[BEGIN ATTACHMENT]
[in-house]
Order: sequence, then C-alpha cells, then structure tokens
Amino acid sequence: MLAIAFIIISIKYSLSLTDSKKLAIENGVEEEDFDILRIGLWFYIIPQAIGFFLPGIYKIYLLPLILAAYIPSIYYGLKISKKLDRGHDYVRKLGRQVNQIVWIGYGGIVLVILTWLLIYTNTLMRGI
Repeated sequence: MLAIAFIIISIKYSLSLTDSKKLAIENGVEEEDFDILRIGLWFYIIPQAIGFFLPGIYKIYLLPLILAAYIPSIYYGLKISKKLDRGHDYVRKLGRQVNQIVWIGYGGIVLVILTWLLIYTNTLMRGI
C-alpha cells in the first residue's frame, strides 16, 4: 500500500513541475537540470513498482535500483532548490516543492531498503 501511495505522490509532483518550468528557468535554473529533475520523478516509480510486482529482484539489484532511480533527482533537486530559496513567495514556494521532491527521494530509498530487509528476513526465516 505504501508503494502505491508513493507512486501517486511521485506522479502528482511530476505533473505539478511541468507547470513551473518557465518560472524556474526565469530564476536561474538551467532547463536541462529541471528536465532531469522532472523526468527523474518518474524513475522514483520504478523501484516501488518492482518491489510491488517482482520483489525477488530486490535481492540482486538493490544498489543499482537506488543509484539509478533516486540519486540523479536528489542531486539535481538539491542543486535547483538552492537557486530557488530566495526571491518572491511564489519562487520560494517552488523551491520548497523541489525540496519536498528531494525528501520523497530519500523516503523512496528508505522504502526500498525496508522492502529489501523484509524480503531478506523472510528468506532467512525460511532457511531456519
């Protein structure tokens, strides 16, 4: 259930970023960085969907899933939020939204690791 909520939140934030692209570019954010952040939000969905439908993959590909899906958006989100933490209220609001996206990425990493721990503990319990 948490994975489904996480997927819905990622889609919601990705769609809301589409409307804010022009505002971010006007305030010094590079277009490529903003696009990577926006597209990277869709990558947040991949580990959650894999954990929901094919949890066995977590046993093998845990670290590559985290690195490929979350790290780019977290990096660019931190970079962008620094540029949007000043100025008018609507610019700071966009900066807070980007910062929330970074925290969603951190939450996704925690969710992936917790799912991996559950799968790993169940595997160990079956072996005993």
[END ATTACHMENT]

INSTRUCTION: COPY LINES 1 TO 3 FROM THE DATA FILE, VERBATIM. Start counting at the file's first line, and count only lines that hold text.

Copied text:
[in-house]
Order: sequence, then C-alpha cells, then structure tokens
Amino acid sequence: MLAIAFIIISIKYSLSLTDSKKLAIENGVEEEDFDILRIGLWFYIIPQAIGFFLPGIYKIYLLPLILAAYIPSIYYGLKISKKLDRGHDYVRKLGRQVNQIVWIGYGGIVLVILTWLLIYTNTLMRGI